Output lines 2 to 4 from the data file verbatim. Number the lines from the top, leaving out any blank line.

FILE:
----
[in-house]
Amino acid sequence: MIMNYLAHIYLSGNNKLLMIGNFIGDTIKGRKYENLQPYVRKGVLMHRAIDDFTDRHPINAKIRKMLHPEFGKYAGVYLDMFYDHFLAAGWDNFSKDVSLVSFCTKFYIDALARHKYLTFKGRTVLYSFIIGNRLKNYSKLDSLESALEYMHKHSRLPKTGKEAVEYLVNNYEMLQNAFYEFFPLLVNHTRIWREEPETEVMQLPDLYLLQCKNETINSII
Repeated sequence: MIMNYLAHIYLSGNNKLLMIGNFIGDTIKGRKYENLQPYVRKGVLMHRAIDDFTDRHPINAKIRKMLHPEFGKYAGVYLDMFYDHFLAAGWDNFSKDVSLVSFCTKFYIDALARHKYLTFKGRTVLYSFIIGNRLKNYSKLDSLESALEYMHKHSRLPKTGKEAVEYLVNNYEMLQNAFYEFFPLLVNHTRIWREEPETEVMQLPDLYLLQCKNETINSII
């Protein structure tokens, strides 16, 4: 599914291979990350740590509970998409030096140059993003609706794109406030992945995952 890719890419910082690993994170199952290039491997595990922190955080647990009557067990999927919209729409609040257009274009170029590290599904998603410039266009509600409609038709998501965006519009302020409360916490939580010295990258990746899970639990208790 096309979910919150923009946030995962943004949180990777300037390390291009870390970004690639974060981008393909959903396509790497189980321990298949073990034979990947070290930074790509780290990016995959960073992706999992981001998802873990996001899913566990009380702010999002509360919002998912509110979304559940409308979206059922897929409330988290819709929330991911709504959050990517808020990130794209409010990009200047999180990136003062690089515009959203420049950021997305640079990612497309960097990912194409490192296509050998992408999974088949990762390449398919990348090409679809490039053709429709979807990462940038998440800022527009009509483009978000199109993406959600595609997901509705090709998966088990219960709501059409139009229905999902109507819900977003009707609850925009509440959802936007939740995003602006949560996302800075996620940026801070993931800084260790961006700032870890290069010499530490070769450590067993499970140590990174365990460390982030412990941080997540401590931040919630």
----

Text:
Amino acid sequence: MIMNYLAHIYLSGNNKLLMIGNFIGDTIKGRKYENLQPYVRKGVLMHRAIDDFTDRHPINAKIRKMLHPEFGKYAGVYLDMFYDHFLAAGWDNFSKDVSLVSFCTKFYIDALARHKYLTFKGRTVLYSFIIGNRLKNYSKLDSLESALEYMHKHSRLPKTGKEAVEYLVNNYEMLQNAFYEFFPLLVNHTRIWREEPETEVMQLPDLYLLQCKNETINSII
Repeated sequence: MIMNYLAHIYLSGNNKLLMIGNFIGDTIKGRKYENLQPYVRKGVLMHRAIDDFTDRHPINAKIRKMLHPEFGKYAGVYLDMFYDHFLAAGWDNFSKDVSLVSFCTKFYIDALARHKYLTFKGRTVLYSFIIGNRLKNYSKLDSLESALEYMHKHSRLPKTGKEAVEYLVNNYEMLQNAFYEFFPLLVNHTRIWREEPETEVMQLPDLYLLQCKNETINSII
């Protein structure tokens, strides 16, 4: 599914291979990350740590509970998409030096140059993003609706794109406030992945995952 890719890419910082690993994170199952290039491997595990922190955080647990009557067990999927919209729409609040257009274009170029590290599904998603410039266009509600409609038709998501965006519009302020409360916490939580010295990258990746899970639990208790 096309979910919150923009946030995962943004949180990777300037390390291009870390970004690639974060981008393909959903396509790497189980321990298949073990034979990947070290930074790509780290990016995959960073992706999992981001998802873990996001899913566990009380702010999002509360919002998912509110979304559940409308979206059922897929409330988290819709929330991911709504959050990517808020990130794209409010990009200047999180990136003062690089515009959203420049950021997305640079990612497309960097990912194409490192296509050998992408999974088949990762390449398919990348090409679809490039053709429709979807990462940038998440800022527009009509483009978000199109993406959600595609997901509705090709998966088990219960709501059409139009229905999902109507819900977003009707609850925009509440959802936007939740995003602006949560996302800075996620940026801070993931800084260790961006700032870890290069010499530490070769450590067993499970140590990174365990460390982030412990941080997540401590931040919630």